Donor and Transplant Candidate Selection for Solid Organ Transplantation During the COVID-19 Pandemic

N. Thao N. Galvan; Nicolas F. Moreno; Jay E. Garza; Susan Bourgeois; Marion Hemmersbach-Miller; Bhamidipati Murthy; Katherine Timmins; Christine A. O'Mahony; James Anton; Andrew Civitello; Puneet Garcha; Gabe Loor; Kenneth Liao; Alexis Shaffi; John Vierling; Rise Stribling; Abbas Rana; John A. Goss

Disclosures

American Journal of Transplantation. 2020;20(11):3113-3122. 

In This Article

Abstract and Introduction

Abstract

Severe acute respiratory syndrome coronavirus-2 (SARS-CoV-2), a novel coronavirus responsible for a worldwide pandemic has forced drastic changes in medical practice in an alarmingly short period of time. Caregivers must modify their strategies as well as optimize the utilization of resources to ensure public and patient safety. For organ transplantation, in particular, the loss of lifesaving organs for transplantation could lead to increased waitlist mortality. The priority is to select uninfected donors to transplant uninfected recipients while maintaining safety for health care systems in the backdrop of a virulent pandemic. We do not yet have a standard approach to evaluating donors and recipients with possible SARS-CoV-2 infection. Our current communication shares a protocol for donor and transplant recipient selection during the coronavirus disease 2019 (COVID-19) pandemic to continue lifesaving solid organ transplantation for heart, lung, liver, and kidney recipients. The initial results using this protocol are presented here and meant to encourage dialogue between providers, offering ideas to improve safety in solid organ transplantation with limited health care resources. This protocol was created utilizing the guidelines of various organizations and from the clinical experience of the authors and will continue to evolve as more is understood about SARS-CoV-2 and how it affects organ donors and transplant recipients.

Introduction

The world faces an unprecedented pandemic in modern times wrought by the novel coronavirus. Severe acute respiratory syndrome coronavirus-2 (SARS-CoV-2) was first reported in Wuhan, China in late December 2019 and has since spread worldwide, including the United States. This virus is particularly contagious, with each infected person estimated to infect 1–3 others with a 20% rate of hospitalization and a case fatality rate of 1% up to as high as 16.4%.[1,2] The World Health Organization declared an international pandemic on March 11, 2020, which led to a proclamation of national emergency in the United States on March 12, 2020 and a local stay-at-home order by March 24, 2020, all in an effort to prevent widespread nosocomial and community spread. At the time of this submission, 1 339 819 positive cases are documented in the United States, among over 4 152 670 positive cases worldwide.[3]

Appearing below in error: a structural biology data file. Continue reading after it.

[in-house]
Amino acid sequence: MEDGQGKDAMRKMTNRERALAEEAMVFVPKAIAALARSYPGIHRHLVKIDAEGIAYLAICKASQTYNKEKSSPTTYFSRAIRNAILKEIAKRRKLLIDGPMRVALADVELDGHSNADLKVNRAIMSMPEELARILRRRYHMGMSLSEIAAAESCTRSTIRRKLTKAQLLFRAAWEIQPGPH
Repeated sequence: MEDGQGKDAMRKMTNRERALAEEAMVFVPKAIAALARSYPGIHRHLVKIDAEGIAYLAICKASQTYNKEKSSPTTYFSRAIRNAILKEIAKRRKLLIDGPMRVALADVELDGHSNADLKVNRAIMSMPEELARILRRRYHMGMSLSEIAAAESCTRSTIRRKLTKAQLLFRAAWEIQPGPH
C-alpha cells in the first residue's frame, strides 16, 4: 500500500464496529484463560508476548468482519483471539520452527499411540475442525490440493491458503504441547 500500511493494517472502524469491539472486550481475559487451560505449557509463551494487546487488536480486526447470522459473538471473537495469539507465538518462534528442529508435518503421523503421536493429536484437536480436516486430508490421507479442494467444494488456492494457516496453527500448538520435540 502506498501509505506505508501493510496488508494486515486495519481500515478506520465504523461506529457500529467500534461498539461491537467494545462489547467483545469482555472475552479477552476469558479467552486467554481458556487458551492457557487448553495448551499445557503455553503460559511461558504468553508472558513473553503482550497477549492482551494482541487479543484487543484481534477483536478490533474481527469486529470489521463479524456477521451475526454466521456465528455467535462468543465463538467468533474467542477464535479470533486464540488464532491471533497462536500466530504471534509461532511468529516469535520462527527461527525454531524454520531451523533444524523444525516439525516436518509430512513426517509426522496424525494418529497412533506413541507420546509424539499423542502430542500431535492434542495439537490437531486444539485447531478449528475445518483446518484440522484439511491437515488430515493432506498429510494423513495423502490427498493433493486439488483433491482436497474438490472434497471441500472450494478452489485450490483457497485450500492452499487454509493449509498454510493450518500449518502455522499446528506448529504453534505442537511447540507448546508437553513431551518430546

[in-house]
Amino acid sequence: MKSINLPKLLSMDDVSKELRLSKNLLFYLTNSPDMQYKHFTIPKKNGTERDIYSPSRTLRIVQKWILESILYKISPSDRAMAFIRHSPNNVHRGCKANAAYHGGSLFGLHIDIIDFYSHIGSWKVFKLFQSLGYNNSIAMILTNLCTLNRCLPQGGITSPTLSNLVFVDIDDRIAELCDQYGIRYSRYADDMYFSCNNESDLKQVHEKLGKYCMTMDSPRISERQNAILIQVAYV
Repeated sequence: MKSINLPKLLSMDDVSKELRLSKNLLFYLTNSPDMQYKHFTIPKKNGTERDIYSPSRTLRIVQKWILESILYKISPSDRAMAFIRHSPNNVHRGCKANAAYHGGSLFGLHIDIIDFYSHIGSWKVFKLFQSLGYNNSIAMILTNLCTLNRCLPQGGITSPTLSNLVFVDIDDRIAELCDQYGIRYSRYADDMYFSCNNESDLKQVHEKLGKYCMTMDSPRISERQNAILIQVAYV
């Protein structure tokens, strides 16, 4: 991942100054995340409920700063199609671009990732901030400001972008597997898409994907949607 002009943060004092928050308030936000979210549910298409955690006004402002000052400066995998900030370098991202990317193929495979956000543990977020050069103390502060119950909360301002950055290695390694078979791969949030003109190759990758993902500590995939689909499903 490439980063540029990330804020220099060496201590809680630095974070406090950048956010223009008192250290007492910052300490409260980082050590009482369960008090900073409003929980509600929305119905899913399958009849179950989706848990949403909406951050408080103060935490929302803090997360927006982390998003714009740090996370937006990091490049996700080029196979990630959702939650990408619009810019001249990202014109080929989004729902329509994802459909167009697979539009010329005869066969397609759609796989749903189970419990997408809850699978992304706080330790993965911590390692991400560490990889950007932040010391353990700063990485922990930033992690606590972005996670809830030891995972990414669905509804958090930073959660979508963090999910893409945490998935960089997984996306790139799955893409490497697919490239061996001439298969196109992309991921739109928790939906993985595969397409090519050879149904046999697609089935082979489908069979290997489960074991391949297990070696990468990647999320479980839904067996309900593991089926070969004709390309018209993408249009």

At this time there are 112 207 patients on the United Network for Organ Sharing waitlist with end-stage organ disease facing the competing risk of waitlist mortality.[4] In the effort to navigate this pandemic in a pragmatic way, while mitigating the risks to our hospital inpatients and staff, and ultimately maximizing lifesaving transplantation, we have devised a protocol implemented at our institution on March 24, 2020 to select donors and transplant candidates for solid organ transplantation during the coronavirus disease 2019 (COVID-19) pandemic. This has allowed the continued possibility of transplantation for those who do not have the option to wait, adhering to the Centers for Medicare & Medicaid Services (CMS) "Adult Elective Surgery and Procedures Recommendations," which designated transplants as "tier 3b" (high acuity surgery/unhealthy patients) with the consecutive action directive to not postpone surgery.[5]

The American Society of Transplant Surgeons (ASTS) COVID-19 Strike Force Guidance published online on March 24, 2020 advised against transplanting from donors infected with SARS-CoV-2.[6,7] As such, this protocol was devised on the premise that SARS-CoV-2 testing be performed on all donors and transplant candidates universally, whether symptomatic or not. This is especially relevant to the pandemic where asymptomatic individuals can shed the virus and continue to infect others.[8] This transplant protocol had 3 priorities: (1) avoiding infected deceased donor allografts, (2) avoiding admission of potentially infected transplant candidates, and (3) avoiding transplantation of currently hospitalized infected transplant candidates. This protocol combines the history, physical exam, SARS-CoV-2 reverse transcriptase polymerase chain reaction assay (RT-PCR) testing, radiographic imaging of the chest using computed tomography (CT), and transplant infectious disease consultation that allows for informed and consistent decisions that minimize risks to all of our patients and health care workers.